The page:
Saturnian travel literature

Dance Dance Metabolism

Bird brained

I’ve discussed the weirdly high intelligence of parrots before, but here’s more evidence that birds can be quite brilliant — and even have a “theory of mind”. A theory of mind is the ability to understand that other beings are sentient and have their own personal thoughts. Children generally develop this at 18 months, and you can because they learn to follow the gaze of another person and understand something about the gazer’s thoughts and internal state.

Pretty sophisticated, eh? Except that a couple of British scientists recently did “theory of mind” experiments with ravens and found that they, too, seemed to be able to grok complex stuff about a human gazer. More interestingly, raven seem to know when other ravens are checking them out, and are able to dissemble and deceive. As The Economist reports, one scientist noticed a particularly weird interaction between two ravens, one dominant and one subordinate:

The task was to work out which colour-coded film containers held some bits of cheese, then prise the containers open and eat the contents. The subordinate male was far better at this task than the dominant. However, he never managed to gulp down more than a few pieces of the reward before the dominant raven, Munin, was hustling him on his way. Clearly (and not unexpectedly) ravens are able to learn about food sources from one another. They are also able to bully each other to gain access to that food.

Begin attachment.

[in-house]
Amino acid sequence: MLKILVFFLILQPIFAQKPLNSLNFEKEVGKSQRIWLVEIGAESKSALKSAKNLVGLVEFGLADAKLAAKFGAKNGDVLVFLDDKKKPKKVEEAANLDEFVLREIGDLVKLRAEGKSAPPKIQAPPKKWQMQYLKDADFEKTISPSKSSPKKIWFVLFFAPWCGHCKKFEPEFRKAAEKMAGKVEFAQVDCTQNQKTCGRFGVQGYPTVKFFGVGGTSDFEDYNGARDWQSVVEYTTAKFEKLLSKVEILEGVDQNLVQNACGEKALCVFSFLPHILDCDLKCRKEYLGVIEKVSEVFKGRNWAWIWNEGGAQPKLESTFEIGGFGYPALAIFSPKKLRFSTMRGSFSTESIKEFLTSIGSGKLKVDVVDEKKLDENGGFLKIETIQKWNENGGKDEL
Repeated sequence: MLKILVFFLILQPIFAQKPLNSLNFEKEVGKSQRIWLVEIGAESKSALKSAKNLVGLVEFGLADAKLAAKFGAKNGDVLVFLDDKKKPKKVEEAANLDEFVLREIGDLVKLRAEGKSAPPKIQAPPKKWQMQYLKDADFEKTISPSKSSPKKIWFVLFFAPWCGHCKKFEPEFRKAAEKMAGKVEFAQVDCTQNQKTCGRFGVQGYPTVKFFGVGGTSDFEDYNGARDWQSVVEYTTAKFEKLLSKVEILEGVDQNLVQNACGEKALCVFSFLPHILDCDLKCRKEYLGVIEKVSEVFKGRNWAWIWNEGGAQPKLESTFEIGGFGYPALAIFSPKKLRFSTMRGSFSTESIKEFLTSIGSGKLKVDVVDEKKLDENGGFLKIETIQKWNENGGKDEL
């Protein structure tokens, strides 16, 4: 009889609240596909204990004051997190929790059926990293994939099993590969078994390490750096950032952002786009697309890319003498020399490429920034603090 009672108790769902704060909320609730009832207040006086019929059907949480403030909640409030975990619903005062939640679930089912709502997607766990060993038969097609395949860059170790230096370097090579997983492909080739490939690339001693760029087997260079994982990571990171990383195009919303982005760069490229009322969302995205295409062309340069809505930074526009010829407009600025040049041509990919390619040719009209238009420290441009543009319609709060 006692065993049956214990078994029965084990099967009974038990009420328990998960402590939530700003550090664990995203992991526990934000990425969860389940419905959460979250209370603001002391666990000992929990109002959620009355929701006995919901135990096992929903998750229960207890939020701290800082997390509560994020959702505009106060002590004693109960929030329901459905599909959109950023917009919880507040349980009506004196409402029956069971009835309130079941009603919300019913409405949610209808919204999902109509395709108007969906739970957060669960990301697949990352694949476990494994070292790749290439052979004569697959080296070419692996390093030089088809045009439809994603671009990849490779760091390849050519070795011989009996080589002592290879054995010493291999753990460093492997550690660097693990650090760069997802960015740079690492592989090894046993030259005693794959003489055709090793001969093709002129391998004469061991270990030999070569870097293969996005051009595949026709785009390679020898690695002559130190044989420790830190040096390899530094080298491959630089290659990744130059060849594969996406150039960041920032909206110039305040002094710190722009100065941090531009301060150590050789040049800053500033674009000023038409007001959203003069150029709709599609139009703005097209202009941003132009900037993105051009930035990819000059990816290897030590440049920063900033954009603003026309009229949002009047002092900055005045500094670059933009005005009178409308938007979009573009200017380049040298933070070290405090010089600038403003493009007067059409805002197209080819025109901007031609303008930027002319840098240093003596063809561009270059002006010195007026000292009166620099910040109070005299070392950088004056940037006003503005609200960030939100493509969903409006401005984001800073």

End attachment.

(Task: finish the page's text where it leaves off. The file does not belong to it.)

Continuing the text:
But then something unexpected happened. Hugin, the subordinate, tried a new strategy. As soon as Munin bullied him, he headed over to a set of empty containers, prised the lids off them enthusiastically, and pretended to eat. Munin followed, whereupon Hugin returned to the loaded containers and ate his fill.

At first Dr Bugnyar could not believe what he was seeing. He was anxious about sharing his observation, for fear that no one would believe him. But Hugin, he is convinced, was clearly misleading Munin.

(Thanks to Robots.net for this one!)

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I'm Clive Thompson, the author of Smarter Than You Think: How Technology is Changing Our Minds for the Better (Penguin Press). You can order the book now at Amazon, Barnes and Noble, Powells, Indiebound, or through your local bookstore! I'm also a contributing writer for the New York Times Magazine and a columnist for Wired magazine. Email is here or ping me via the antiquated form of AOL IM (pomeranian99).

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